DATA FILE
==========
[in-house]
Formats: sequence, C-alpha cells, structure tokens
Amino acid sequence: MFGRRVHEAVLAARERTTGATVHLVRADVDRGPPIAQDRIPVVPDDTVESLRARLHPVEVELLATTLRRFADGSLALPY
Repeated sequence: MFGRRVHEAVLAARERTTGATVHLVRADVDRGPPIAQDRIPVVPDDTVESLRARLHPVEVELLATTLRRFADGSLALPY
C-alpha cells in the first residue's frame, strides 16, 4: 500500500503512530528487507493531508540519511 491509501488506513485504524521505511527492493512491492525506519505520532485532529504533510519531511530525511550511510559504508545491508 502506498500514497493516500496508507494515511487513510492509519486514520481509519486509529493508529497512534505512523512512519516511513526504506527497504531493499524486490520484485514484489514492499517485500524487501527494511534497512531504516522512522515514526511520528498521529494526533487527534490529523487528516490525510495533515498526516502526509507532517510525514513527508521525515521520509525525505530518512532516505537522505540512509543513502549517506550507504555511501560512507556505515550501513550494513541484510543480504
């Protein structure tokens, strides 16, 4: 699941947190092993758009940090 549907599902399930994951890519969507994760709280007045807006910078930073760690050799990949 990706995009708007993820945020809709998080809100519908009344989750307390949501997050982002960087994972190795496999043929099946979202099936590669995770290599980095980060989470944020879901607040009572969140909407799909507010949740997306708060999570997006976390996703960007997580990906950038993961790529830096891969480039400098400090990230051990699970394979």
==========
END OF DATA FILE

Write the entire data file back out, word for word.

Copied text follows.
[in-house]
Formats: sequence, C-alpha cells, structure tokens
Amino acid sequence: MFGRRVHEAVLAARERTTGATVHLVRADVDRGPPIAQDRIPVVPDDTVESLRARLHPVEVELLATTLRRFADGSLALPY
Repeated sequence: MFGRRVHEAVLAARERTTGATVHLVRADVDRGPPIAQDRIPVVPDDTVESLRARLHPVEVELLATTLRRFADGSLALPY
C-alpha cells in the first residue's frame, strides 16, 4: 500500500503512530528487507493531508540519511 491509501488506513485504524521505511527492493512491492525506519505520532485532529504533510519531511530525511550511510559504508545491508 502506498500514497493516500496508507494515511487513510492509519486514520481509519486509529493508529497512534505512523512512519516511513526504506527497504531493499524486490520484485514484489514492499517485500524487501527494511534497512531504516522512522515514526511520528498521529494526533487527534490529523487528516490525510495533515498526516502526509507532517510525514513527508521525515521520509525525505530518512532516505537522505540512509543513502549517506550507504555511501560512507556505515550501513550494513541484510543480504
């Protein structure tokens, strides 16, 4: 699941947190092993758009940090 549907599902399930994951890519969507994760709280007045807006910078930073760690050799990949 990706995009708007993820945020809709998080809100519908009344989750307390949501997050982002960087994972190795496999043929099946979202099936590669995770290599980095980060989470944020879901607040009572969140909407799909507010949740997306708060999570997006976390996703960007997580990906950038993961790529830096891969480039400098400090990230051990699970394979």